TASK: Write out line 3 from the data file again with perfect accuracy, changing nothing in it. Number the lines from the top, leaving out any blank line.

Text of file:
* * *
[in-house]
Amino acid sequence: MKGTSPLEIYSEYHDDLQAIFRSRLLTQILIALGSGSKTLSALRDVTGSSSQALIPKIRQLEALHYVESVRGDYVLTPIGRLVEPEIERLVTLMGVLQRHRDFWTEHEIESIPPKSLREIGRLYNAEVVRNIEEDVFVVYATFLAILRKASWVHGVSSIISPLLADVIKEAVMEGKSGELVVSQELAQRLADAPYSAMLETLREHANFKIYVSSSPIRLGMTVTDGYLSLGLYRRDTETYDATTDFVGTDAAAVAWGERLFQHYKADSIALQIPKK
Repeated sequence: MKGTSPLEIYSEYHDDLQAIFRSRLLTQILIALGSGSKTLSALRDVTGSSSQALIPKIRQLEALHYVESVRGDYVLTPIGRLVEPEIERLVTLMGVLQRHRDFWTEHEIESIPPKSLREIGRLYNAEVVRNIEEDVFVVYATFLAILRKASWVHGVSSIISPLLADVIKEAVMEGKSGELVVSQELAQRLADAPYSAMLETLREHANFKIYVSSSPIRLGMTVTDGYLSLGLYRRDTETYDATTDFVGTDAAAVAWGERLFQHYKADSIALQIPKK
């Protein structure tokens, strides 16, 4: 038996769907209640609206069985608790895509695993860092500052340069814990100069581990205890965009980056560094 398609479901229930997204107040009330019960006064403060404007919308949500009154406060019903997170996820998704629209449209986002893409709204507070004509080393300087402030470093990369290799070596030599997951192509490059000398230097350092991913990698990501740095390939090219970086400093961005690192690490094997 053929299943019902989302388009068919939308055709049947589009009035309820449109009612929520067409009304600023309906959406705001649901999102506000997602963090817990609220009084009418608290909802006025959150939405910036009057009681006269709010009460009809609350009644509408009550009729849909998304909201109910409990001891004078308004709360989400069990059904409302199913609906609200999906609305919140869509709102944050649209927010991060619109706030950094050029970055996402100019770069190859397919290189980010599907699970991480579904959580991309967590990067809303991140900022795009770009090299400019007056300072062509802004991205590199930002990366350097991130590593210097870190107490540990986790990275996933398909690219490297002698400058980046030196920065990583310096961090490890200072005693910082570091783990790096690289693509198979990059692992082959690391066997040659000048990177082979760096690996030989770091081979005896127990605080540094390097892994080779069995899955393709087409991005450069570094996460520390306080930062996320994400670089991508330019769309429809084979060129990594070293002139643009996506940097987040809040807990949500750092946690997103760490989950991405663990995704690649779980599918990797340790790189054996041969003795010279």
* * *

Repeated sequence: MKGTSPLEIYSEYHDDLQAIFRSRLLTQILIALGSGSKTLSALRDVTGSSSQALIPKIRQLEALHYVESVRGDYVLTPIGRLVEPEIERLVTLMGVLQRHRDFWTEHEIESIPPKSLREIGRLYNAEVVRNIEEDVFVVYATFLAILRKASWVHGVSSIISPLLADVIKEAVMEGKSGELVVSQELAQRLADAPYSAMLETLREHANFKIYVSSSPIRLGMTVTDGYLSLGLYRRDTETYDATTDFVGTDAAAVAWGERLFQHYKADSIALQIPKK